Tinker Field was a popular Orlando stadium originally built in 1923. During the years of Tinker Fields existence it was used as a spring training location for multiple baseball teams. The last team to use the location for the purposes of spring training was the Orlando Rays in 1999. Not only has Tinker Field been a spring training ground but it has also served for many other historical and modern events. For example in 1964 Dr. Martin Luther King gave a speech in Tinker Field. In 2014 though the stadium has had its grandstands and surrounding buildings destroyed. The only thing left is the actual field which is still used for events in the city of Orlando such as the electric daisy carnival which features music, art, and rides. More recently the city of Orlando has proposed a Tinker Field History Plaza which will symbolize the importance of tinker field and the major events that have occurred there.
Backstory and Context
Tinker Field's main use was baseball. Named after Joe Tinker, a baseball hall of famer, it was extremely important in providing a location for both major and minor league baseball teams to train. Teams that used Tinker Field to train include, The Cincinnati Reds, Brooklyn Dodgers, Washing Senators, and the minor league team of the Orlando Rays. Tinker Field also helped some of the greatest players train, some examples include Babe Ruth and the first African-American player to play in the major leagues Jackie Robinson. Baseball is sometimes called Americas past time which helps to illustrate just how important Tinker Field.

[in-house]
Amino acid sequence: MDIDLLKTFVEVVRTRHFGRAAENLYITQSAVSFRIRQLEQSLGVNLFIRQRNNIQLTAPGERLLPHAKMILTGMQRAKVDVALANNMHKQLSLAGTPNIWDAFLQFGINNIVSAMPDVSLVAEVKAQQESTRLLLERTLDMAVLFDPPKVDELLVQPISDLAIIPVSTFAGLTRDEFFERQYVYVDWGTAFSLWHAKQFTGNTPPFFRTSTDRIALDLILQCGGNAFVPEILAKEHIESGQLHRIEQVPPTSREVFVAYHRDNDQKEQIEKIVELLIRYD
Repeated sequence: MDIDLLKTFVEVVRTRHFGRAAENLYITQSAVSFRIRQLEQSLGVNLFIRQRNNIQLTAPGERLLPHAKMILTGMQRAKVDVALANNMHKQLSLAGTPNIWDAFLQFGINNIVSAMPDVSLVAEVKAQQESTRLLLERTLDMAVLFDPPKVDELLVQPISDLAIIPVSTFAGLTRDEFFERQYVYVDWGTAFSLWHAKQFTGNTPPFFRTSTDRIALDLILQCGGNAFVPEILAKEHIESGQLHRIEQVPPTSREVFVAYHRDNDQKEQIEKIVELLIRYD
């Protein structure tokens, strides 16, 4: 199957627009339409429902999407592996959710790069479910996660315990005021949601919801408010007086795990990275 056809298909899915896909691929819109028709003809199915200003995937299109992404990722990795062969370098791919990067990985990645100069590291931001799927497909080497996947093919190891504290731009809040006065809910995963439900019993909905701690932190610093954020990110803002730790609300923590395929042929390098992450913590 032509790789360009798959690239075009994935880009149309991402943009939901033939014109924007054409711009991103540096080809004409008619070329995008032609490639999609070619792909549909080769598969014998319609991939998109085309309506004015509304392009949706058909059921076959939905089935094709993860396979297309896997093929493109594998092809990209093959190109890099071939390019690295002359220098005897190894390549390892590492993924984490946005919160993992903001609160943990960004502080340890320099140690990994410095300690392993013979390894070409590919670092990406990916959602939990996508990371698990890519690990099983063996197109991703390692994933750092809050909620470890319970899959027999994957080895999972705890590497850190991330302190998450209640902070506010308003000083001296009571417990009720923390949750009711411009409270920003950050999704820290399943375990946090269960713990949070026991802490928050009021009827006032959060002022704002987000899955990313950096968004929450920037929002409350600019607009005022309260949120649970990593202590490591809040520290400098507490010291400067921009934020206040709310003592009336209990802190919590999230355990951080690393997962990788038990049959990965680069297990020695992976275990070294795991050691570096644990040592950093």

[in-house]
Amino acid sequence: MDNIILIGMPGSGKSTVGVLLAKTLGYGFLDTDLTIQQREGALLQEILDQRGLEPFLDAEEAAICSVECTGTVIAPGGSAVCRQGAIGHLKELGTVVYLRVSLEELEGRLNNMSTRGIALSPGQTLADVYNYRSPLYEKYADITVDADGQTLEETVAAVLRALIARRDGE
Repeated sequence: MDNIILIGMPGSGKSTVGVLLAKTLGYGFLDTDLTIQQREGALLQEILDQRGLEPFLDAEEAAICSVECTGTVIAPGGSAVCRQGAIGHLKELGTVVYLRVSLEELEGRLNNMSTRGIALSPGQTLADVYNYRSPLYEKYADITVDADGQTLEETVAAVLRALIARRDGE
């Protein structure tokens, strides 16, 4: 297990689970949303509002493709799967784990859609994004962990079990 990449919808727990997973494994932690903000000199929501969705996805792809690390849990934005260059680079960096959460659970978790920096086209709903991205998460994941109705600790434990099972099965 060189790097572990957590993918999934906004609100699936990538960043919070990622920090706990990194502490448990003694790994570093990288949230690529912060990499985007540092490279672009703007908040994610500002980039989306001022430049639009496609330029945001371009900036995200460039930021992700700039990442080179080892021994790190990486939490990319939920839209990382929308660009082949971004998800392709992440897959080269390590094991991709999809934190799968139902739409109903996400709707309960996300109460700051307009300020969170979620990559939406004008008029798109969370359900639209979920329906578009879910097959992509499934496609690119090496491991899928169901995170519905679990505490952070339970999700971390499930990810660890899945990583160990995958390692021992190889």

Not only that but Tinker Field has also hosted many none baseball related events. Some examples include a speech given by Dr. Martin Luther King, which of course is an important event in history. Today Tinker Field has endured and still hosts major events. One such event is the electric daisy festival (EDC). This event is an event that focuses on music, art, and rides.
Dyer, Buddy. "Celebrating Tinker Field's History." City of Orlando office of the Mayor. October 11, 2016.
Miller, Jonathon W. & Mattick, Barbara E. "Tinker Field." National Register of Historical Places. May 14, 2004. https://npgallery.nps.gov/GetAsset/f7c93111-0ffa-40ce-bc8a-4121999de691.
"Tinker Field | Ballpark History - Spring Training Online." Spring Training Online. Accessed October 3, 2016. http://www.springtrainingonline.com/features/tinker-field.htm.